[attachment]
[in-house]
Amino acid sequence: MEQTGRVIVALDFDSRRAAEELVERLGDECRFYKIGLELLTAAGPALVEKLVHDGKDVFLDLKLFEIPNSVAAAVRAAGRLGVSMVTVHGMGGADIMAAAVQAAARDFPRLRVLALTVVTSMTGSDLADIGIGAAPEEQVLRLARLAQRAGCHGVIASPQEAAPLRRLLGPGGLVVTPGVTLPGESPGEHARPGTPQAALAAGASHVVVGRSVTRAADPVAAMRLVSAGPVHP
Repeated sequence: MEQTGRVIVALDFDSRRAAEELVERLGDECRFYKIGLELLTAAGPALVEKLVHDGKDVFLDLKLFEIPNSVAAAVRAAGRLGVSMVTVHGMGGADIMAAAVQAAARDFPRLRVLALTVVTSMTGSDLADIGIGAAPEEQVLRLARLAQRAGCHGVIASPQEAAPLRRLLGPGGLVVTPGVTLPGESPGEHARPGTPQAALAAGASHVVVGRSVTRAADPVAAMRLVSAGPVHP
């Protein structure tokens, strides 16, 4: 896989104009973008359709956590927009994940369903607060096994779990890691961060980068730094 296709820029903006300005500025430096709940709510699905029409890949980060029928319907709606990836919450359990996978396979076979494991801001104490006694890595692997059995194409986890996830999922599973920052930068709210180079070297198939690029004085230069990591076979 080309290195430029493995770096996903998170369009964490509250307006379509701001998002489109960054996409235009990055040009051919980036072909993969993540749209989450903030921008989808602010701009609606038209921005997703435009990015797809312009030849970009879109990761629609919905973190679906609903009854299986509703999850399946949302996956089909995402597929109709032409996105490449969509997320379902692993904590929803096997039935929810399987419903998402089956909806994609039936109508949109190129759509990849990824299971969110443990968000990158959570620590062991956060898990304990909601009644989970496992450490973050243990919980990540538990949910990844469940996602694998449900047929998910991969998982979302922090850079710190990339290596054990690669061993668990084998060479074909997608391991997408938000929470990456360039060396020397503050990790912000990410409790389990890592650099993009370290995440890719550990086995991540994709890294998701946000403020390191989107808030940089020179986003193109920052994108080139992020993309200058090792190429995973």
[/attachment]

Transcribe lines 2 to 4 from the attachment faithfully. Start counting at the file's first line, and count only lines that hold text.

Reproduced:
Amino acid sequence: MEQTGRVIVALDFDSRRAAEELVERLGDECRFYKIGLELLTAAGPALVEKLVHDGKDVFLDLKLFEIPNSVAAAVRAAGRLGVSMVTVHGMGGADIMAAAVQAAARDFPRLRVLALTVVTSMTGSDLADIGIGAAPEEQVLRLARLAQRAGCHGVIASPQEAAPLRRLLGPGGLVVTPGVTLPGESPGEHARPGTPQAALAAGASHVVVGRSVTRAADPVAAMRLVSAGPVHP
Repeated sequence: MEQTGRVIVALDFDSRRAAEELVERLGDECRFYKIGLELLTAAGPALVEKLVHDGKDVFLDLKLFEIPNSVAAAVRAAGRLGVSMVTVHGMGGADIMAAAVQAAARDFPRLRVLALTVVTSMTGSDLADIGIGAAPEEQVLRLARLAQRAGCHGVIASPQEAAPLRRLLGPGGLVVTPGVTLPGESPGEHARPGTPQAALAAGASHVVVGRSVTRAADPVAAMRLVSAGPVHP
């Protein structure tokens, strides 16, 4: 896989104009973008359709956590927009994940369903607060096994779990890691961060980068730094 296709820029903006300005500025430096709940709510699905029409890949980060029928319907709606990836919450359990996978396979076979494991801001104490006694890595692997059995194409986890996830999922599973920052930068709210180079070297198939690029004085230069990591076979 080309290195430029493995770096996903998170369009964490509250307006379509701001998002489109960054996409235009990055040009051919980036072909993969993540749209989450903030921008989808602010701009609606038209921005997703435009990015797809312009030849970009879109990761629609919905973190679906609903009854299986509703999850399946949302996956089909995402597929109709032409996105490449969509997320379902692993904590929803096997039935929810399987419903998402089956909806994609039936109508949109190129759509990849990824299971969110443990968000990158959570620590062991956060898990304990909601009644989970496992450490973050243990919980990540538990949910990844469940996602694998449900047929998910991969998982979302922090850079710190990339290596054990690669061993668990084998060479074909997608391991997408938000929470990456360039060396020397503050990790912000990410409790389990890592650099993009370290995440890719550990086995991540994709890294998701946000403020390191989107808030940089020179986003193109920052994108080139992020993309200058090792190429995973």